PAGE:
If you could’ve done one thing differently back in the late 90’s with the band, what would that have been?
Look you always wish that you knew more, and I don’t know how I could’ve possibly known more than what I knew at the time and that’s not to say that I knew a lot, that’s to say that you know nothing really and you continue knowing nothing , you just know more of nothing. I’d love to be able to say I wish I saw this thing coming or wish I saw that thing coming and I don’t know, maybe I would’ve bought a house earlier, maybe got into that part of my life earlier. I just loved guitars and amps and I still do and maybe it’s a weird thing because if I could change anything about that time it probably wouldn’t have anything to do with the music but it might have to do with my own financial responsibilities but again that just comes down to the not knowing, and you don’t know what you don’t know. It’s not like we were raking in the cash and making millions of dollars or anything, it wasn’t the 80’s, it was the 90’s but we were just on the end of that record company money but it wasn’t anything like the old 80’s budgets or anything. I always thought it would’ve been a great thing for our band to buy a piece of real estate as a band and put a recording studio in it, and I do remember suggesting that, I mean this is when ADAT’s came out, late in the piece and everyone was like well who’s going to us it when and who’s going to know what to do with it? When I think I was actually on to something at that stage because the money wasn’t necessarily in the studio per se, it was in the building because we all know studios as a business aren’t really a great investment, but I think it could’ve possibly kept us together a bit more, although it’s a really tricky question that, it’s fraught with cognitive dissidence because I think about it and what would I have done different. Actually, this is before Sons, but I probably would’ve gone and had singing lessons like when I was 14 maybe I would’ve gone and done that it would’ve changed the whole experience. If I was really pragmatic about it I probably would’ve tried to be a bit more fiscally aware, not that it’s all about the money but it goes somewhere, if you’re more aware of where it’s going and what’s happening with it  then you’re probably better able to direct it. That was a long answer wasn’t it? *laughs*

Lastly let’s look ahead to the future, finish this sentence for me, in 2020 Southern Sons want to…
HA! I can’t speak for the band,,,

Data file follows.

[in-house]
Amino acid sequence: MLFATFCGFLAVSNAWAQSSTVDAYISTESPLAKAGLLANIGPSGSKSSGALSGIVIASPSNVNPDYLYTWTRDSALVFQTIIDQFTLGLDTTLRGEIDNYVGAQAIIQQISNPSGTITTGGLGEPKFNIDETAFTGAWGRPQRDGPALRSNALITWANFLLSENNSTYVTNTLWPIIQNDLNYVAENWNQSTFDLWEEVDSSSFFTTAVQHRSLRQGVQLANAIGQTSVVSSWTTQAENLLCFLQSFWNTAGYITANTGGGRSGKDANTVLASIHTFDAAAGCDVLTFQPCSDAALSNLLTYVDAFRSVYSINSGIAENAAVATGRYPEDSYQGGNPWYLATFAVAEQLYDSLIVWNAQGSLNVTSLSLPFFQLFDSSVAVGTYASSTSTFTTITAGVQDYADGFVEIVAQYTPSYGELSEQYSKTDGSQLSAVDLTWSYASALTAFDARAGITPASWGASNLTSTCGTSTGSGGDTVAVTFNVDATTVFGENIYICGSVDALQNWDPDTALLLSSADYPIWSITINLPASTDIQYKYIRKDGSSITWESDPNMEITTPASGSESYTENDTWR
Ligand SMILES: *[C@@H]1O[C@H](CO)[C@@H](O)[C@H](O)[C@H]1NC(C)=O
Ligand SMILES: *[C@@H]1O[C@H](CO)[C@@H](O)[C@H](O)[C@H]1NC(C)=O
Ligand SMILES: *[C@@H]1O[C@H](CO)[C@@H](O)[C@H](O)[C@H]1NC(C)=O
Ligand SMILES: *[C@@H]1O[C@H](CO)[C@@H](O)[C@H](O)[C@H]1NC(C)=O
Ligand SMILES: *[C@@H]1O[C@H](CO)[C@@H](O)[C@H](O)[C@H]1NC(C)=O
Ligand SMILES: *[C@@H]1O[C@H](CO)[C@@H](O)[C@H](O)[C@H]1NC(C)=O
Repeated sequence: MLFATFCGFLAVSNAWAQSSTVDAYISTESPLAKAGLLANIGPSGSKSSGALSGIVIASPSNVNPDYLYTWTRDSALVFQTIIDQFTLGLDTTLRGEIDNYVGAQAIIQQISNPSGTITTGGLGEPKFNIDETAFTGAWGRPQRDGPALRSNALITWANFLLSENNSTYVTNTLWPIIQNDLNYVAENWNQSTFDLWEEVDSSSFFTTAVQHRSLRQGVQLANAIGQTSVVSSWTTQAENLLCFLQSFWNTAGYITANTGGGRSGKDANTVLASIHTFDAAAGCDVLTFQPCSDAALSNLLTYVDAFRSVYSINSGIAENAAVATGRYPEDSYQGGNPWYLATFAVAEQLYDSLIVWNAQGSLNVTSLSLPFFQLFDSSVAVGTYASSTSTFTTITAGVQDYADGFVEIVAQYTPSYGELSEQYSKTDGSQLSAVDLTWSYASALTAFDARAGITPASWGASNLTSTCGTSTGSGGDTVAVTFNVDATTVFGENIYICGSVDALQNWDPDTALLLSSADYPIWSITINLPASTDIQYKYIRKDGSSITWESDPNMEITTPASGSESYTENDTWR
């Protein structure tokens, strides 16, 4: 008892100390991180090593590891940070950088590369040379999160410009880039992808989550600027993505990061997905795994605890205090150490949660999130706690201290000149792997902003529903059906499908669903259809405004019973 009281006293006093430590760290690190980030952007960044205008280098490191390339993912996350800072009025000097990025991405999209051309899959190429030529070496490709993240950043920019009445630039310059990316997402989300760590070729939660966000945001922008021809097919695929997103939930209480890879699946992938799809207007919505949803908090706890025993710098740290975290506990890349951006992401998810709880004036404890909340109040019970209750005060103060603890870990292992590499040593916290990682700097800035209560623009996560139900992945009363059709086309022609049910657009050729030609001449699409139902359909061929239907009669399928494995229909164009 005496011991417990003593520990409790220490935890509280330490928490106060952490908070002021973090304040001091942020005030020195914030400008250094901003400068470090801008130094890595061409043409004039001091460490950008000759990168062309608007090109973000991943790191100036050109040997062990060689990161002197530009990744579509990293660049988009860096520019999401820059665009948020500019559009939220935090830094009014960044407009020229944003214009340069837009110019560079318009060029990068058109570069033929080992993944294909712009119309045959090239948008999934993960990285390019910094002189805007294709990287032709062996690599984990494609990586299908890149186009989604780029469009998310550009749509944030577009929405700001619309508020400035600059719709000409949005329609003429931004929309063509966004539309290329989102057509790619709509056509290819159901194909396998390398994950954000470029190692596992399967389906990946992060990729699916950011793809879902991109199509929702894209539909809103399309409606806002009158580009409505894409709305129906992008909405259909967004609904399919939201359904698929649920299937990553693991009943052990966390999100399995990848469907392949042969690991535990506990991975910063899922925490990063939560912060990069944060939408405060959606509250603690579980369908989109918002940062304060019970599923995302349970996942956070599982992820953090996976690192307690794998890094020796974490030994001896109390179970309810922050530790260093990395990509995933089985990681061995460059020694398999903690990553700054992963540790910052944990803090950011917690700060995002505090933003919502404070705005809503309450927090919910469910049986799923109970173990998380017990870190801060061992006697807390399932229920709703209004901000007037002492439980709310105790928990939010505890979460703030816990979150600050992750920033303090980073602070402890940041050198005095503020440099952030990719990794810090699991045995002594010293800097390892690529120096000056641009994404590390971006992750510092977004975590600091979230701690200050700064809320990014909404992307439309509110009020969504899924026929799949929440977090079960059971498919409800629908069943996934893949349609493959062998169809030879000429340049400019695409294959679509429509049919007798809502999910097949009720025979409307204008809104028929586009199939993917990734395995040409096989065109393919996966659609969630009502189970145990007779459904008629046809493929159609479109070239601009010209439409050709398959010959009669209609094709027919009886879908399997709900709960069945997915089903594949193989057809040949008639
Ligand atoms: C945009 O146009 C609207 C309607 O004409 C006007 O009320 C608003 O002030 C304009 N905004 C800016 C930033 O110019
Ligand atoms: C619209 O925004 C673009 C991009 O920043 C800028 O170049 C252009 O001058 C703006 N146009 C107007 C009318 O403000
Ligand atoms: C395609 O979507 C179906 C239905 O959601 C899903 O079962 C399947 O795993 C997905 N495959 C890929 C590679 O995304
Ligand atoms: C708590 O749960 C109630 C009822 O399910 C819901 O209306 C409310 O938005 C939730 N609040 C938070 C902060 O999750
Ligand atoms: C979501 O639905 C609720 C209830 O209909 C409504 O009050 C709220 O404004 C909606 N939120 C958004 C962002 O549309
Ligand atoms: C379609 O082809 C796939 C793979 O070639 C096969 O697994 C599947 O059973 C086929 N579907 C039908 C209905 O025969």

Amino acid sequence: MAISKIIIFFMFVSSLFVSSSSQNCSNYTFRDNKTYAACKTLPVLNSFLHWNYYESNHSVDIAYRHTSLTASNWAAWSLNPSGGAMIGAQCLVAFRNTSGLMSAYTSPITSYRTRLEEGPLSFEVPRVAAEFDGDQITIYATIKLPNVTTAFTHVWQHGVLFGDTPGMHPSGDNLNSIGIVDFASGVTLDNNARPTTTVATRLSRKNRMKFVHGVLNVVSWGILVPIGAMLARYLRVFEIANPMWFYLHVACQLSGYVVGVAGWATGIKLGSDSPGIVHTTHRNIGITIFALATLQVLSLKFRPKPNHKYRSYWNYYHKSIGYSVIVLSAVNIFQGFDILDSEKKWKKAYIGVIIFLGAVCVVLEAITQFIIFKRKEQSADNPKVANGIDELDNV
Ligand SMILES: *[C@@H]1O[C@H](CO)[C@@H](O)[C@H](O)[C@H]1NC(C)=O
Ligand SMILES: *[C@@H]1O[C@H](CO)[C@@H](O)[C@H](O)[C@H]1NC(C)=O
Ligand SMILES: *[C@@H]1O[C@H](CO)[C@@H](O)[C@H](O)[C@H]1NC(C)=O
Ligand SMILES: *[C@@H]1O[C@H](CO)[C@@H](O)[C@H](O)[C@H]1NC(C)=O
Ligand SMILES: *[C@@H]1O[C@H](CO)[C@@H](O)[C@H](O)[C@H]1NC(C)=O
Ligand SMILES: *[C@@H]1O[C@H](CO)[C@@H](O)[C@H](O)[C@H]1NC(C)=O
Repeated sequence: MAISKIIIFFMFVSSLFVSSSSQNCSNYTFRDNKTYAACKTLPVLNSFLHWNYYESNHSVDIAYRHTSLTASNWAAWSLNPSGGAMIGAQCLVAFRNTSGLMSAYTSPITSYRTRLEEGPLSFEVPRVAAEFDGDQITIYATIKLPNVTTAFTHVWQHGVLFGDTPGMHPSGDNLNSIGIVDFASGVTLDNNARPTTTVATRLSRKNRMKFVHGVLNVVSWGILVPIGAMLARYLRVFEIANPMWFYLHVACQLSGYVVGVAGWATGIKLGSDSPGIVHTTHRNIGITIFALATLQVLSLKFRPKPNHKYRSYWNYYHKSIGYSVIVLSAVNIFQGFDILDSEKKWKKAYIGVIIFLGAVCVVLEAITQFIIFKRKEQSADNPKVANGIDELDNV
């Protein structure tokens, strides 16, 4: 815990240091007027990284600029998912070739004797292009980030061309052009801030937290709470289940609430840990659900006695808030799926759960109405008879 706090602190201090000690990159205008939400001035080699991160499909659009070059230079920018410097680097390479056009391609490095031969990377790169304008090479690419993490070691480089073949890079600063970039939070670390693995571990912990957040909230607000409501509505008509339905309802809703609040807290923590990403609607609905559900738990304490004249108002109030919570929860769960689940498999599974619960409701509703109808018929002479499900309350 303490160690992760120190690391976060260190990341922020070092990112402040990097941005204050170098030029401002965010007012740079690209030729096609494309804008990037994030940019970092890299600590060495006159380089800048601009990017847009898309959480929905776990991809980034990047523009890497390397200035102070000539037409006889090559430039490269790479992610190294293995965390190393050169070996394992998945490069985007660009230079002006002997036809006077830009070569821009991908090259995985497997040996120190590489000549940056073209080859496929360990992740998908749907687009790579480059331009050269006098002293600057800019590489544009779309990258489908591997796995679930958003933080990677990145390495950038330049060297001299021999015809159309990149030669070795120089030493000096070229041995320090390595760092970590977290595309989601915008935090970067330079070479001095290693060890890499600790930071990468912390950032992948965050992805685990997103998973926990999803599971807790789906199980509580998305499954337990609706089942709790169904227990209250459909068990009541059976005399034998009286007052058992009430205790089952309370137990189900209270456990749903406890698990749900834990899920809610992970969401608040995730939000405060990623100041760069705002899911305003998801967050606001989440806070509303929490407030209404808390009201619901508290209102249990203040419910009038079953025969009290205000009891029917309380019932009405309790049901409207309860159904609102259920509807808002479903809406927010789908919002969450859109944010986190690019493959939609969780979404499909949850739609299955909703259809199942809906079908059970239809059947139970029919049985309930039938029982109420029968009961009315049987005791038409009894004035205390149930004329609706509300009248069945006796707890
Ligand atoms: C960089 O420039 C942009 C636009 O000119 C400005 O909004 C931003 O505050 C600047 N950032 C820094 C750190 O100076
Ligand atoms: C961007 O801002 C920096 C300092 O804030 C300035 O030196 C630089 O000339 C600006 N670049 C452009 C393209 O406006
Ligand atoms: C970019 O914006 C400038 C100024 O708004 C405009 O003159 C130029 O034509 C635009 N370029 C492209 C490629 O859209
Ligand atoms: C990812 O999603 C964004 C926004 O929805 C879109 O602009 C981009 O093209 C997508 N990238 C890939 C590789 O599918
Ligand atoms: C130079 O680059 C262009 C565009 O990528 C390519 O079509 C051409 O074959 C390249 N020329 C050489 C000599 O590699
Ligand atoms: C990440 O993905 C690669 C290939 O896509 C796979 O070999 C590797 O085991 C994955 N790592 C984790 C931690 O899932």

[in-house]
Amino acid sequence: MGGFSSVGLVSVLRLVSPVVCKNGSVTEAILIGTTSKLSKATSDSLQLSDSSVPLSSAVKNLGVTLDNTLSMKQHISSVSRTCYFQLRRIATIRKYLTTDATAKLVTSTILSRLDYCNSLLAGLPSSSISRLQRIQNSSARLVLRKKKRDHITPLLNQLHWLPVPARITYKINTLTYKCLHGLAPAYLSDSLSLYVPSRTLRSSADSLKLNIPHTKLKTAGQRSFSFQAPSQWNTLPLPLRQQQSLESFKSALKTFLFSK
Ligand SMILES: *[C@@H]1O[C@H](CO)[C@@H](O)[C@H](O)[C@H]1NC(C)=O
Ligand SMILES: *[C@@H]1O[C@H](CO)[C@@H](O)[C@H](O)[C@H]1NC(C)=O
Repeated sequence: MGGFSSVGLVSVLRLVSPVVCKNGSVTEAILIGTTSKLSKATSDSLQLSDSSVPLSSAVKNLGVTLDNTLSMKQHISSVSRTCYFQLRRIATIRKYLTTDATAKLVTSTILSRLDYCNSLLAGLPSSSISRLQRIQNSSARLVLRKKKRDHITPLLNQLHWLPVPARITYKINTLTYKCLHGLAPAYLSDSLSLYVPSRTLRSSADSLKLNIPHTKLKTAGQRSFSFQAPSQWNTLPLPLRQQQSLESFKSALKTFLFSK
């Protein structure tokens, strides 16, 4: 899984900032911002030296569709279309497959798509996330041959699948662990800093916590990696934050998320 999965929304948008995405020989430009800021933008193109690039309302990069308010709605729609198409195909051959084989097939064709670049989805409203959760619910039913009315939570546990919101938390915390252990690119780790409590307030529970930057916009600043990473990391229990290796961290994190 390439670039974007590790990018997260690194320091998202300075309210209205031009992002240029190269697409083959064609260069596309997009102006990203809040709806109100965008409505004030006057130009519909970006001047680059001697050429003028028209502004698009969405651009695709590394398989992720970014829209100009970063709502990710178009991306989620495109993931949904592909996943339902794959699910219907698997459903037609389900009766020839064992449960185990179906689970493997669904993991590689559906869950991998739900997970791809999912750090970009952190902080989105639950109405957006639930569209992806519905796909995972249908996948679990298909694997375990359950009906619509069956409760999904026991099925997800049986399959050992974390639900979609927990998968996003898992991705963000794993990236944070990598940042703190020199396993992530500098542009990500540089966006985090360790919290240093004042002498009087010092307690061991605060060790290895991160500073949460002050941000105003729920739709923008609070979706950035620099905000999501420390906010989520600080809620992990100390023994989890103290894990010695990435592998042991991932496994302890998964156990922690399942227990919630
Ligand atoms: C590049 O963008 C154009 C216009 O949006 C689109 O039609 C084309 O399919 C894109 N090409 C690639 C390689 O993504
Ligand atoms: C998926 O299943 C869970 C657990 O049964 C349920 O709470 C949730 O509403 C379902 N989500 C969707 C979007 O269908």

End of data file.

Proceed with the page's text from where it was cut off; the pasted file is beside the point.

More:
*laughs* Jack Jones wants to…
In 2020 I want to be more settled, I’d like to have more roots in and spending more time creating music and I most definitely want to be performing more as well. They’re my goals. I just want to get some roots down and feel a bit more settled back in Australia, I love my life here and I was finishing the sentence for Southern Sons hopefully we will have spent the last couple of years doing more shows together, I’ve got more records to make of my own, I know Reg is the same, and Virgil, but who knows, man, it would be great for Southern Sons to make another record, it may happen one day, I definitely wouldn’t rule it out based on the accuracy of my comments on if we’d ever play again twelve months ago, so I don’t know, don’t ask me it’ll probably be wrong *laughs*.

 

TOUR DATES:

Saturday 2nd November 2019
ONE ELECTRIC DAY
Country Club Lawns, LAUNCESTON TAS
John Farnham, Jon Stevens, Vanessa Amorosi, The Black Sorrows & Southern Sons
www.ticketmaster.com.au | 136 100

Saturday 9th November 2019
ONE ELECTRIC DAY
Cockatoo Island, SYDNEY NSW
John Farnham, James Reyne, Jon Stevens, Vanessa Amorosi & Southern Sons
www.ticketmaster.com.au | 136 100

Saturday 16th November 2019
ONE ELECTRIC DAY
Riverstage, BRISBANE QLD
John Farnham, James Reyne, Jon Stevens, Vanessa Amorosi & Southern Sons
www.ticketmaster.com.au | 136 100

Thursday 21st November 2019
Croxton Bandroom, THORNBURY VIC
www.thecroxton.com.au | www.thecroxton.oztix.com.au

Friday 22nd November 2019
Chelsea Heights Hotel, CHELSEA HEIGHTS VIC
www.chelseaheightshotel.com.au | www.oztix.com.au

Sunday 24th November 2019
ONE ELECTRIC DAY
Werribee Park on the Great Lawn, WERRIBEE VIC
John Farnham, James Reyne, Jon Stevens, Vanessa Amorosi & Southern Sons
www.ticketmaster.com.au | 136 100

Friday 29th November 2019
Anita’s Theatre, THIRROUL NSW
www.anitastheatrethirroul.com | www.ticketmaster.com.au

Saturday 30th November 2019
Southport RSL, GOLD COAST QLD
www.rslclubsouthport.com.au

Friday 6th December 2019
The Gov, ADELAIDE SA
www.thegov.com.au | www.oztix.com.au

Saturday 7th December 2019
ONE ELECTRIC DAY
Seppeltsfield, BAROSSA SA
John Farnham, Jon Stevens, Vanessa Amorosi, The Black Sorrows & Southern Sons
www.ticketmaster.com.au | 136 100

 

Essential information

From: Melbourne, Australia

Band members: Jack Jones – Vocals / Guitar, Virgil Donati – Drums, Geoff Cain – Bass, Peter Bowman – Guitar